Adamaro, First to Desire: 3-5th pick
He is very good on turn 3 and will stay a reasonable size until about turn 6-7, when he will just die. Sometimes a large creature in the early game that gets in for about ten damage and then dies for lack of card parity is what a deck wants and sometimes it isn’t. You have to judge which one your deck needs. The problem with him is that you will draw him late game and wish he was just a 2/2.
Hidetsugu’s Second Rite: 1-3rd pick
This card is so disheartening to lose to, and is the biggest finisher in the block I believe. It will make many unwinnable games an easy victory with very little your opponent can do. However, if your opponent says “So you go to 10” when they attack you, then I would strongly suggest taking a point of mana burn in the end of combat step even if you haven’t seen this card from them yet (unless the point is going to change the race by a turn).
Homura, Human Ascendant: 3-5th pick
Okay, when he’s flipped it is impossible to lose, buuuttt, he is very hard to flip as they can just keep taking four for a while then chump block if the damage is relevant. If he were one mana cheaper, then I think he would be substantially better as he would need to be blocked earlier.
Izuka the Ruthless: 2-4th pick
Red doesn’t have many large creatures in this format without a drawback, so this guy fills that hole in your deck. I can’t see his ability becoming useful very often as I haven’t managed to draft an out and out samurai deck since CCC. Still, if you pick up 3-4 samurai, then it might become relevant.
Jiwari, the Earth Aflame: 1st pick
Very hard to lose with this guy in play. It’s the best Red card in set, and although not quite as good as Kumano, I would never complain about opening one. It is probably going to better to cast him 9 times out of 10 and cross your fingers on getting to untap with him still in play.
Rally the Horde: ?
So I read the card, then read it again, and then again. I understand it, but have no clue if it will be good or not. If someone could post some numbers in the message boards about how likely it is to generate X amount of guys with 17-18 land in your deck, I would appreciate it.
Skyfire Kirin: 1-3rd pick
Looks to me like a four-mana 3/3 flying version of Kami of the Fire’s Roar, because the creature you steal doesn’t have haste, so you can’t attack with it. This is still fine obviously, as I have first-picked the Kami many a time. Where he really shines is when you get to steal a creature that has a sacrifice effect such as Scuttling Death or Frostling, then he acts as recursive removal, which is basically the best thing ever.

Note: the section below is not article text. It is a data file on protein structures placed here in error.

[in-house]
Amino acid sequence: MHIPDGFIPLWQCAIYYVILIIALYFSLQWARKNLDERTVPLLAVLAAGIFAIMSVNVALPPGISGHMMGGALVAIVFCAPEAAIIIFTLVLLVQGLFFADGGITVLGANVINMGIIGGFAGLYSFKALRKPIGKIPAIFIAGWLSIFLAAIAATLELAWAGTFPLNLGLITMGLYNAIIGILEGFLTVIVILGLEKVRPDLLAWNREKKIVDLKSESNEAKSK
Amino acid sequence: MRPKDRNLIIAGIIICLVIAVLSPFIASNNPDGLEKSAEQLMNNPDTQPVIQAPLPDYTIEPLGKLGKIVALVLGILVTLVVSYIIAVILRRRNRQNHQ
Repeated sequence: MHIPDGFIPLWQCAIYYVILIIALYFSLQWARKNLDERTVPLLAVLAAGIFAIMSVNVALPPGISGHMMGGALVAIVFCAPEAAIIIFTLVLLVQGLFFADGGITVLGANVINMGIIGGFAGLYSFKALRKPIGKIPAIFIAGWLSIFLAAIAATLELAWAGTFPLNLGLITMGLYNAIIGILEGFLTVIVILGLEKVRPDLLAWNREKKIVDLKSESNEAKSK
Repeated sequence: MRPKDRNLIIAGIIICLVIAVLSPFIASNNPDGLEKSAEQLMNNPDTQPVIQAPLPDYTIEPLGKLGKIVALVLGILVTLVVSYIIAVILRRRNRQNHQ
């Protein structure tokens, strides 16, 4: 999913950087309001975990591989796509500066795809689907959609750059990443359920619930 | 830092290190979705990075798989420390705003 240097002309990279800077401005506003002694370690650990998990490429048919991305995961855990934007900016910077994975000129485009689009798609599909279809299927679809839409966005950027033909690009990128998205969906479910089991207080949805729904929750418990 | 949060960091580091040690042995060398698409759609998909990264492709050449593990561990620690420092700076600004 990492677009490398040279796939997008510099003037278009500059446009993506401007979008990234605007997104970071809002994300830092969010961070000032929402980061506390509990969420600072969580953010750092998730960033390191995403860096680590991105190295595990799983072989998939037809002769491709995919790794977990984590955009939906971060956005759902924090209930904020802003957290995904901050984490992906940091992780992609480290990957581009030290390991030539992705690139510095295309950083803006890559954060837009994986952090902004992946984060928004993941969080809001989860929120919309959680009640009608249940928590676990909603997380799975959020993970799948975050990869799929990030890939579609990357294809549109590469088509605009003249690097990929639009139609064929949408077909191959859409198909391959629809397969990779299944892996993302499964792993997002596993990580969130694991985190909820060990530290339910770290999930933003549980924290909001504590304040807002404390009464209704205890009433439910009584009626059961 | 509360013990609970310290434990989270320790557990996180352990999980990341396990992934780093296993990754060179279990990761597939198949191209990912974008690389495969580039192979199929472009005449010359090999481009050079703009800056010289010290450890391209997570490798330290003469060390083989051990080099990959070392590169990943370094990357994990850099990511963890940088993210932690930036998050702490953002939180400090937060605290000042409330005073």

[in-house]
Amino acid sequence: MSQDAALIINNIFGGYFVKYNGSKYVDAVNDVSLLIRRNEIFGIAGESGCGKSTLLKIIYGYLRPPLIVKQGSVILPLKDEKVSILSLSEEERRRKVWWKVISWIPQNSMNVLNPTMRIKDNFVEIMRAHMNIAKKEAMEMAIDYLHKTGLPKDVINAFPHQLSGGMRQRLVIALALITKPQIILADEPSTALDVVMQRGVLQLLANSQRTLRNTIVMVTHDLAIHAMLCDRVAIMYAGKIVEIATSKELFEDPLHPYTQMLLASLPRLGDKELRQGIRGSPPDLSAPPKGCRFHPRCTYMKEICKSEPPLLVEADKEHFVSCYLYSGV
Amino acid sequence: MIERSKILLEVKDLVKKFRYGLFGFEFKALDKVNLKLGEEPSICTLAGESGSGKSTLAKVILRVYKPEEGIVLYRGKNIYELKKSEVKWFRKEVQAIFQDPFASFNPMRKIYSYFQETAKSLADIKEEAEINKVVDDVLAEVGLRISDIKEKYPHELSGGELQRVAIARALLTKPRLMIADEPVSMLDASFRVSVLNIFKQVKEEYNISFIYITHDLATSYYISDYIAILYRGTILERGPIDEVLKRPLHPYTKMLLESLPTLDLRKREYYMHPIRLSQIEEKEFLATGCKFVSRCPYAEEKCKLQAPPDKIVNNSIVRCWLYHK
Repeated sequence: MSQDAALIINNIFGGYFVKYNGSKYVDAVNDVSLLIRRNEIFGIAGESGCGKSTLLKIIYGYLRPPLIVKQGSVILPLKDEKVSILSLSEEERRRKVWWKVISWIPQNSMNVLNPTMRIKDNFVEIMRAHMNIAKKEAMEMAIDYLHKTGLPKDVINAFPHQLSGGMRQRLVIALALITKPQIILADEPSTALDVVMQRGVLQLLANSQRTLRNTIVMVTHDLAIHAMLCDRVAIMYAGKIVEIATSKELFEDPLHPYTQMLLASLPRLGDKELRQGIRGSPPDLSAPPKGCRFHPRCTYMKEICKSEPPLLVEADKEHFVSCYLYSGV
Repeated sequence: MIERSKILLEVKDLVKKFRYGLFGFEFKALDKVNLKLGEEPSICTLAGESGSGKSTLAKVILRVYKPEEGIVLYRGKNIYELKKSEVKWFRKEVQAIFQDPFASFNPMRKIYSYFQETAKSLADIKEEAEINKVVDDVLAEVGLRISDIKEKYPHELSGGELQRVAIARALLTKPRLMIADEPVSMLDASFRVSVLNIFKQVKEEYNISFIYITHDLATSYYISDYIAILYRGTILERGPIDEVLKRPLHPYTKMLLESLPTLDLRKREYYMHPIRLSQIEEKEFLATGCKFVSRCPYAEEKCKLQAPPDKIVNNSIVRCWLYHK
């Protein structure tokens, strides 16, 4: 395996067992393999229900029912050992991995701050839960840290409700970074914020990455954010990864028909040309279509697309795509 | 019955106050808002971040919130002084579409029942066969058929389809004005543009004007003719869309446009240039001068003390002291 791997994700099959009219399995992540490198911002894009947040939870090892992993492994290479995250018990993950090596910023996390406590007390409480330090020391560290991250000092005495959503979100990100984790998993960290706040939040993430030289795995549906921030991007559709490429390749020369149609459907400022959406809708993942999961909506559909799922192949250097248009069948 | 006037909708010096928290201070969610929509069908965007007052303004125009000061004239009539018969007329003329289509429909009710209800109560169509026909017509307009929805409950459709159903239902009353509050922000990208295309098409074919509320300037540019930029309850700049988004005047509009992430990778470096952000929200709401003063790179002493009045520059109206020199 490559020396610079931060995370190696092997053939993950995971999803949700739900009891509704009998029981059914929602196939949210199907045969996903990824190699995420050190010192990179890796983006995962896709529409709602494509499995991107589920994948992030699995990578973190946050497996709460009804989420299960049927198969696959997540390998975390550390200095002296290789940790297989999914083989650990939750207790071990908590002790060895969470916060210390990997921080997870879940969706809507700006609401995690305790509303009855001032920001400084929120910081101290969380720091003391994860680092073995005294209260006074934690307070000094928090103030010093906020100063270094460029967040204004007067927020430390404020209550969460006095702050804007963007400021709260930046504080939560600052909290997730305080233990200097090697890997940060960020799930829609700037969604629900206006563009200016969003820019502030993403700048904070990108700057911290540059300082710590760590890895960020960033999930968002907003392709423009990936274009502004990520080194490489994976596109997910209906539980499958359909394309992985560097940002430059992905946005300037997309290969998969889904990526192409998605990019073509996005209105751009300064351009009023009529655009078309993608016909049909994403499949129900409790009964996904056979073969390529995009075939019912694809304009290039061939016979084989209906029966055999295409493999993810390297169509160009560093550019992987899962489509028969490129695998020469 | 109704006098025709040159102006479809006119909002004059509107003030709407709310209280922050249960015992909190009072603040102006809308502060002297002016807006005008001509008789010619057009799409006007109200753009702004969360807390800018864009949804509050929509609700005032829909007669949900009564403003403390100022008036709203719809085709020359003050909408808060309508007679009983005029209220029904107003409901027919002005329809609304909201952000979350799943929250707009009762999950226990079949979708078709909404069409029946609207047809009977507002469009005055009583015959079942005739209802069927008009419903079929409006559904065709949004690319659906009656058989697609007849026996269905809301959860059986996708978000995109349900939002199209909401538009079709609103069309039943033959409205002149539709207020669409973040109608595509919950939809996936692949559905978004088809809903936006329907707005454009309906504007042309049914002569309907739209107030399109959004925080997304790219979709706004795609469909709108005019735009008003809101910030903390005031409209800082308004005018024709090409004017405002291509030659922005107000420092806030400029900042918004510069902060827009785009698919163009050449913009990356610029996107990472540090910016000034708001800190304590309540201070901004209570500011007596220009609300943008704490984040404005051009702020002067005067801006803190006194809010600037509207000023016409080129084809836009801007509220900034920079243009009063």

Thoughts of Ruin: 4-6th pick
Now I really wanted this card to be insane, but I’ve had it many a time and the problem I found was that everyone is holding back their lands now because cards in hand are so important. Not to say that this can’t win you the game after going two-drop, three-drop and they miss casting a guy, but you are probably winning that one anyway.
Undying Flames: 2-4th pick
I have only played this once and I just ran it out there on turn 6. In hindsight this wasn’t the best idea, but I was just testing it out. It is obviously very good when played correctly (in the midgame) to finish your opponent off. You do need to be careful when shooting creatures because the cards you flip get removed from the game, so you can get decked if you target his guys too many times and the ones you have left in play don’t finish off the job.
Burning-eye Zubera: 2-4th pick
Decent-sized creature for any Red deck with a very good ability that is unlikely to get a two-for-one unless your playing versus someone quite bad. It straight up trades with any fat Green monster, which is something only Frost Ogre does in your average Red deck.
Captive Flame: 3-5th pick
If I’m not mistaken, this is a reprint, but it is from a time before I was playing Magic so I never experienced it before. The people that I have talked to that have played it before said that it used to be very good in Limited, although I will not be convinced until I play it for myself. It does have other uses like targeting your opponent’s Glasskites so you can remove them without two-for-oneing yourself.
Feral Lightning: 5-7th pick
The first draft I ever did with this card was at the Invitational and there were two in the draft. I think they went about 8th and 10th, which must be a mistake as it could be a good finisher in many circumstances, although there are many times that it will be very bad.
Gaze of Adamaro: 3-5th pick
Pretty good finisher that will probably do about 4-5 damage and has the possibility to be a Searing Flesh. Of course, quite a lot of the time it will sit in your hand and you might wish it’s a Lava Spike, which is a sad place to be.
Ghost-Lit Raider: 1st pick
Retarded. This is how Sparksmith should’ve read. He is very fragile whilst in play, but if he hangs around for a while he will make the game very unfair. His channel ability is insane too, as an uncounterable Torrent of Stone that can be recursed with soulshift in any non-blue deck. Probably worth splashing unless there is a very good for your deck in the pack.
Godo’s Irregulars: 6-8th pick
He just doesn’t do anything, anything at all. He has no relevant creature type (samurai or spirit) and he isn’t much use on blocking detail. On the offense he is a 1/1 unblockable when your opponent wants him to be and if he can kill it without losing a card, then it again does nothing. It might be okay with Lure if your opponent doesn’t have much in play, but it is a very fragile creature.